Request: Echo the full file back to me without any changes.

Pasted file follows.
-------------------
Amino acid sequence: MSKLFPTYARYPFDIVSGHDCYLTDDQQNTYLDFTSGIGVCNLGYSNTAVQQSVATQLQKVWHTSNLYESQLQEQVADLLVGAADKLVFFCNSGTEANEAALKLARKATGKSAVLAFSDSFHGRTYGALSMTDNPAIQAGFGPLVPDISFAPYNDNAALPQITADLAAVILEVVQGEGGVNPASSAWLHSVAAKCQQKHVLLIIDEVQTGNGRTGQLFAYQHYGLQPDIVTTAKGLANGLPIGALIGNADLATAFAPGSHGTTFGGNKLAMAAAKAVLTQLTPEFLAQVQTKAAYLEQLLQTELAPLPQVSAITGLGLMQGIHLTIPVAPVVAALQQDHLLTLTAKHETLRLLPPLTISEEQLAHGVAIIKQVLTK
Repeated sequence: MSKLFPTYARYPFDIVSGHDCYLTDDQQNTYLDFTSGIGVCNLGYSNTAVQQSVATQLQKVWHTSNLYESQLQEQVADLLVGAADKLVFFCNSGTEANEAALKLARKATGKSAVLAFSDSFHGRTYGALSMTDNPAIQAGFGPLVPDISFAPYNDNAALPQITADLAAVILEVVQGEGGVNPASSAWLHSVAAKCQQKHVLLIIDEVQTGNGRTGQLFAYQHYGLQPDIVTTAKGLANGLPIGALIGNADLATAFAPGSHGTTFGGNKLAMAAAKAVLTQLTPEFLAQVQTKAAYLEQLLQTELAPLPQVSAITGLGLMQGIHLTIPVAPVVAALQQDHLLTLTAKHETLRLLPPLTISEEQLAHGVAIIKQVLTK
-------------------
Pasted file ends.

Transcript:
Amino acid sequence: MSKLFPTYARYPFDIVSGHDCYLTDDQQNTYLDFTSGIGVCNLGYSNTAVQQSVATQLQKVWHTSNLYESQLQEQVADLLVGAADKLVFFCNSGTEANEAALKLARKATGKSAVLAFSDSFHGRTYGALSMTDNPAIQAGFGPLVPDISFAPYNDNAALPQITADLAAVILEVVQGEGGVNPASSAWLHSVAAKCQQKHVLLIIDEVQTGNGRTGQLFAYQHYGLQPDIVTTAKGLANGLPIGALIGNADLATAFAPGSHGTTFGGNKLAMAAAKAVLTQLTPEFLAQVQTKAAYLEQLLQTELAPLPQVSAITGLGLMQGIHLTIPVAPVVAALQQDHLLTLTAKHETLRLLPPLTISEEQLAHGVAIIKQVLTK
Repeated sequence: MSKLFPTYARYPFDIVSGHDCYLTDDQQNTYLDFTSGIGVCNLGYSNTAVQQSVATQLQKVWHTSNLYESQLQEQVADLLVGAADKLVFFCNSGTEANEAALKLARKATGKSAVLAFSDSFHGRTYGALSMTDNPAIQAGFGPLVPDISFAPYNDNAALPQITADLAAVILEVVQGEGGVNPASSAWLHSVAAKCQQKHVLLIIDEVQTGNGRTGQLFAYQHYGLQPDIVTTAKGLANGLPIGALIGNADLATAFAPGSHGTTFGGNKLAMAAAKAVLTQLTPEFLAQVQTKAAYLEQLLQTELAPLPQVSAITGLGLMQGIHLTIPVAPVVAALQQDHLLTLTAKHETLRLLPPLTISEEQLAHGVAIIKQVLTK